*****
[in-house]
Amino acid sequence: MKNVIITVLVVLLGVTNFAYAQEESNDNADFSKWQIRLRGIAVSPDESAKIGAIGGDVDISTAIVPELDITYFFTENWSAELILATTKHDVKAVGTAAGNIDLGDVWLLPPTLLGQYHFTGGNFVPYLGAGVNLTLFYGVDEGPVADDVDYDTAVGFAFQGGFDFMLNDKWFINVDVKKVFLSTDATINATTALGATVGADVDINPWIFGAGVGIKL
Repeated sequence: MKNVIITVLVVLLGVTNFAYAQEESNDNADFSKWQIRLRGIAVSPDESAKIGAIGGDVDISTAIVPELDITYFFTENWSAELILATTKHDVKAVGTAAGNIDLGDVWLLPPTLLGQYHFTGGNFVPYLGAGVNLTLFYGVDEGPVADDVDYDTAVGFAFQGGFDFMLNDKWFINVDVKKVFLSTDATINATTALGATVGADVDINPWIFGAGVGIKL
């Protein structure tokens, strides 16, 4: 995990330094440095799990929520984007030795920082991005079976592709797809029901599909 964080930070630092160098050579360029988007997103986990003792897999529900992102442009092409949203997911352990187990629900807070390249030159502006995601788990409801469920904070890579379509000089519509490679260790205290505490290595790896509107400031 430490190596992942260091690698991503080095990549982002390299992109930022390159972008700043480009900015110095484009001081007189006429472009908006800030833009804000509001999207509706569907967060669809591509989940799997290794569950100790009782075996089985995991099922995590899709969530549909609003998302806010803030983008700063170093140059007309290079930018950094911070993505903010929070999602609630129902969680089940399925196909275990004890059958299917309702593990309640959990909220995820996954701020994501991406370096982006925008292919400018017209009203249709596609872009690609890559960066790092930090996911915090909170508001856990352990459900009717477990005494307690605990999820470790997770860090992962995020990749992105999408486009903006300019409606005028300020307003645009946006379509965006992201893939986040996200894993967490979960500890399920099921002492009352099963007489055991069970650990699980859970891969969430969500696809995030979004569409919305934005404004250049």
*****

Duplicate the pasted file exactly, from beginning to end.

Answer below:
[in-house]
Amino acid sequence: MKNVIITVLVVLLGVTNFAYAQEESNDNADFSKWQIRLRGIAVSPDESAKIGAIGGDVDISTAIVPELDITYFFTENWSAELILATTKHDVKAVGTAAGNIDLGDVWLLPPTLLGQYHFTGGNFVPYLGAGVNLTLFYGVDEGPVADDVDYDTAVGFAFQGGFDFMLNDKWFINVDVKKVFLSTDATINATTALGATVGADVDINPWIFGAGVGIKL
Repeated sequence: MKNVIITVLVVLLGVTNFAYAQEESNDNADFSKWQIRLRGIAVSPDESAKIGAIGGDVDISTAIVPELDITYFFTENWSAELILATTKHDVKAVGTAAGNIDLGDVWLLPPTLLGQYHFTGGNFVPYLGAGVNLTLFYGVDEGPVADDVDYDTAVGFAFQGGFDFMLNDKWFINVDVKKVFLSTDATINATTALGATVGADVDINPWIFGAGVGIKL
């Protein structure tokens, strides 16, 4: 995990330094440095799990929520984007030795920082991005079976592709797809029901599909 964080930070630092160098050579360029988007997103986990003792897999529900992102442009092409949203997911352990187990629900807070390249030159502006995601788990409801469920904070890579379509000089519509490679260790205290505490290595790896509107400031 430490190596992942260091690698991503080095990549982002390299992109930022390159972008700043480009900015110095484009001081007189006429472009908006800030833009804000509001999207509706569907967060669809591509989940799997290794569950100790009782075996089985995991099922995590899709969530549909609003998302806010803030983008700063170093140059007309290079930018950094911070993505903010929070999602609630129902969680089940399925196909275990004890059958299917309702593990309640959990909220995820996954701020994501991406370096982006925008292919400018017209009203249709596609872009690609890559960066790092930090996911915090909170508001856990352990459900009717477990005494307690605990999820470790997770860090992962995020990749992105999408486009903006300019409606005028300020307003645009946006379509965006992201893939986040996200894993967490979960500890399920099921002492009352099963007489055991069970650990699980859970891969969430969500696809995030979004569409919305934005404004250049």